The North Carolina House and Senate convene today in Special Session at noon to take up a variety of topics. It was initially hoped that this would be a short session. However recent events are leading many to believe it may last longer than expected. A few topics lawmakers are likely to address include:
Congressional Redistricting. A three panel of federal judges recently ruled North Carolina’s redistricting proposal for thirteen U.S. Congressional Districts as “unconstitutional” because the districts constituted “partisan gerrymandering.” The Court gave lawmakers until January 29th to fix the problem. The legal process has dragged on for months and is now close to the time when candidates must declare their intention to run. Whether these realities expedite the process, only time will tell.
Judicial Elections. Lawmakers are expected to develop new maps for judicial election districts and local district attorneys. The House approved some maps in October. However, Senate proposals to replace head-to-head elections with appointment and retention elections still need to be approved.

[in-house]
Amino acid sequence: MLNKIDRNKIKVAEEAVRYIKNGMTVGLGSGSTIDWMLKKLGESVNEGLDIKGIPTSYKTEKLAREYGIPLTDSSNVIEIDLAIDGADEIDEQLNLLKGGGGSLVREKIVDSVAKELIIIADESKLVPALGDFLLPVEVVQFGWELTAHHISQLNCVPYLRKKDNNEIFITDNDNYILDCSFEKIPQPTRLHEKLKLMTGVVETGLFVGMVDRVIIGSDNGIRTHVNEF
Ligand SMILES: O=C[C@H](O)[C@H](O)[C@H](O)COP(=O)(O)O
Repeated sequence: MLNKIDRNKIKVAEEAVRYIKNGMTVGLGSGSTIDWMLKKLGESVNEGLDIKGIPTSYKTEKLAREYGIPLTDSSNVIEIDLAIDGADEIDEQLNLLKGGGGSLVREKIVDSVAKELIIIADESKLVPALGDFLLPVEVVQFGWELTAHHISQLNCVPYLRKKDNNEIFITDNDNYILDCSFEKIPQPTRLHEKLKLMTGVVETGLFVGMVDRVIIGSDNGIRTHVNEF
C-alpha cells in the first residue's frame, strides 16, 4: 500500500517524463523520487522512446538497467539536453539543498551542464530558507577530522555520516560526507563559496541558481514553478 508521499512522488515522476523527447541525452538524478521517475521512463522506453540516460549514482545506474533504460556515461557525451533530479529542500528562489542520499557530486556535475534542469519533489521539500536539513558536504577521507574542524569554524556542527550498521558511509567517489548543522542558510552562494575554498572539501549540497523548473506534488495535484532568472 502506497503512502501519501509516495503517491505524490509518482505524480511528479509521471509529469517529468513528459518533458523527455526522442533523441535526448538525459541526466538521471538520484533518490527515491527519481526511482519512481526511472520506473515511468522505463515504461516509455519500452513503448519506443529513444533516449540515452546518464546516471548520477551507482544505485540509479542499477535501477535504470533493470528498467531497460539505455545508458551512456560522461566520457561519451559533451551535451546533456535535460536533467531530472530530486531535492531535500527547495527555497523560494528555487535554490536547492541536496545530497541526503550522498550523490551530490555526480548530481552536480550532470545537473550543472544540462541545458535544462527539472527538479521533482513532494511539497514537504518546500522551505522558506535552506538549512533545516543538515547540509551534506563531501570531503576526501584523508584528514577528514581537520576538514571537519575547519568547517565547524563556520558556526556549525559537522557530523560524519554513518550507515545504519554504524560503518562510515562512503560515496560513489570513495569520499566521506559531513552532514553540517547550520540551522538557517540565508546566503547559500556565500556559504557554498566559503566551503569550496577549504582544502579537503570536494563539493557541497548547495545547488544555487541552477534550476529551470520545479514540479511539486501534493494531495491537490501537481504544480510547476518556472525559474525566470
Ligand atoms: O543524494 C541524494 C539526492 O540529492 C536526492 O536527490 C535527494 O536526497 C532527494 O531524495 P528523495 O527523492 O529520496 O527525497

Appointments. Probably one of the less controversial subjects that lawmakers will address. Lawmakers will hopefully act on approving a backlog of appointments for state boards and commissions for Governor Roy Cooper, as well as for House Speaker Tim Moore and Senate President Phil Berger.
Health and Environment. In response to the state’s response to the GenX chemical spill in Bladen County, House Republicans and Senators want the legislature to direct State health and environmental officials to study the effects of unregulated chemicals in drinking water statewide. Passing the study may be the easy part. The difficult part may be deciding whether to back the testing bill with money (how much?) and equipment, something Governor Cooper is advocating.
Class Size. Public school advocates are pressing lawmakers to develop a proposal to address the concern that class size requirements will result in the loss of music and art teachers. A committee of lawmakers is currently working on a solution. Still, it doesn’t sound like the legislation is likely to be taken up before the May session.
As with most special sessions, other topics may be added and the timing is open-ended. In this case, the flexibility may work to help the legislature hone in on a number of complex subjects like redistricting and judicial selection. Such sentiments are counterbalanced by the fact that 2018 is an election year and lawmakers want to campaign, raise money and be in session only as long as it takes to get their business done and then leave.
How that happens — and when — are questions we are all waiting to see answered.